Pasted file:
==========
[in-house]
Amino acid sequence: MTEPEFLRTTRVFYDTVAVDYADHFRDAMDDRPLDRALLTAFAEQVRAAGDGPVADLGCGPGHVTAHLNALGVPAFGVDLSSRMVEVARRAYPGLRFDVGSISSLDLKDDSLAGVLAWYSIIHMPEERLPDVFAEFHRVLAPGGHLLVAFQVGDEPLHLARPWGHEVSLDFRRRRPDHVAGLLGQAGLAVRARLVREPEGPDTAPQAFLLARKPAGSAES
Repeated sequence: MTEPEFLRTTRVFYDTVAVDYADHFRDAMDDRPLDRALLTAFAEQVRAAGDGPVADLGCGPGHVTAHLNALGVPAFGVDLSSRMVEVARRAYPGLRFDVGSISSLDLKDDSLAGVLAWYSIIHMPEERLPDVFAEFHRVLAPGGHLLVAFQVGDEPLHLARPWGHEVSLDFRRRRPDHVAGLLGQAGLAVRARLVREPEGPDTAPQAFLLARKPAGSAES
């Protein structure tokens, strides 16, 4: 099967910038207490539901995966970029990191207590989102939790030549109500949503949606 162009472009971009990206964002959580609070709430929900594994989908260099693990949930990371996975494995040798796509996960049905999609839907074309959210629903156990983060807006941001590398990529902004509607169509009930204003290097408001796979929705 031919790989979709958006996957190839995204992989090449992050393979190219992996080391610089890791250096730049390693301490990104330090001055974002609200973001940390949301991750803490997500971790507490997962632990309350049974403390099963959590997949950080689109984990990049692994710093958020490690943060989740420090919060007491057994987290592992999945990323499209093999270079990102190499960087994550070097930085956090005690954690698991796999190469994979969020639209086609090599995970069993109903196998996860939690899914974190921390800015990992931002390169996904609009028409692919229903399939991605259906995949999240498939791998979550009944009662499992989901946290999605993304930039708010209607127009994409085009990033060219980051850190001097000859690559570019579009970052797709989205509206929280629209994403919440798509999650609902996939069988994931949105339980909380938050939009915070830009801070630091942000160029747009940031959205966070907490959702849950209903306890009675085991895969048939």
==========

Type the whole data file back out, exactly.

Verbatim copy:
[in-house]
Amino acid sequence: MTEPEFLRTTRVFYDTVAVDYADHFRDAMDDRPLDRALLTAFAEQVRAAGDGPVADLGCGPGHVTAHLNALGVPAFGVDLSSRMVEVARRAYPGLRFDVGSISSLDLKDDSLAGVLAWYSIIHMPEERLPDVFAEFHRVLAPGGHLLVAFQVGDEPLHLARPWGHEVSLDFRRRRPDHVAGLLGQAGLAVRARLVREPEGPDTAPQAFLLARKPAGSAES
Repeated sequence: MTEPEFLRTTRVFYDTVAVDYADHFRDAMDDRPLDRALLTAFAEQVRAAGDGPVADLGCGPGHVTAHLNALGVPAFGVDLSSRMVEVARRAYPGLRFDVGSISSLDLKDDSLAGVLAWYSIIHMPEERLPDVFAEFHRVLAPGGHLLVAFQVGDEPLHLARPWGHEVSLDFRRRRPDHVAGLLGQAGLAVRARLVREPEGPDTAPQAFLLARKPAGSAES
């Protein structure tokens, strides 16, 4: 099967910038207490539901995966970029990191207590989102939790030549109500949503949606 162009472009971009990206964002959580609070709430929900594994989908260099693990949930990371996975494995040798796509996960049905999609839907074309959210629903156990983060807006941001590398990529902004509607169509009930204003290097408001796979929705 031919790989979709958006996957190839995204992989090449992050393979190219992996080391610089890791250096730049390693301490990104330090001055974002609200973001940390949301991750803490997500971790507490997962632990309350049974403390099963959590997949950080689109984990990049692994710093958020490690943060989740420090919060007491057994987290592992999945990323499209093999270079990102190499960087994550070097930085956090005690954690698991796999190469994979969020639209086609090599995970069993109903196998996860939690899914974190921390800015990992931002390169996904609009028409692919229903399939991605259906995949999240498939791998979550009944009662499992989901946290999605993304930039708010209607127009994409085009990033060219980051850190001097000859690559570019579009970052797709989205509206929280629209994403919440798509999650609902996939069988994931949105339980909380938050939009915070830009801070630091942000160029747009940031959205966070907490959702849950209903306890009675085991895969048939």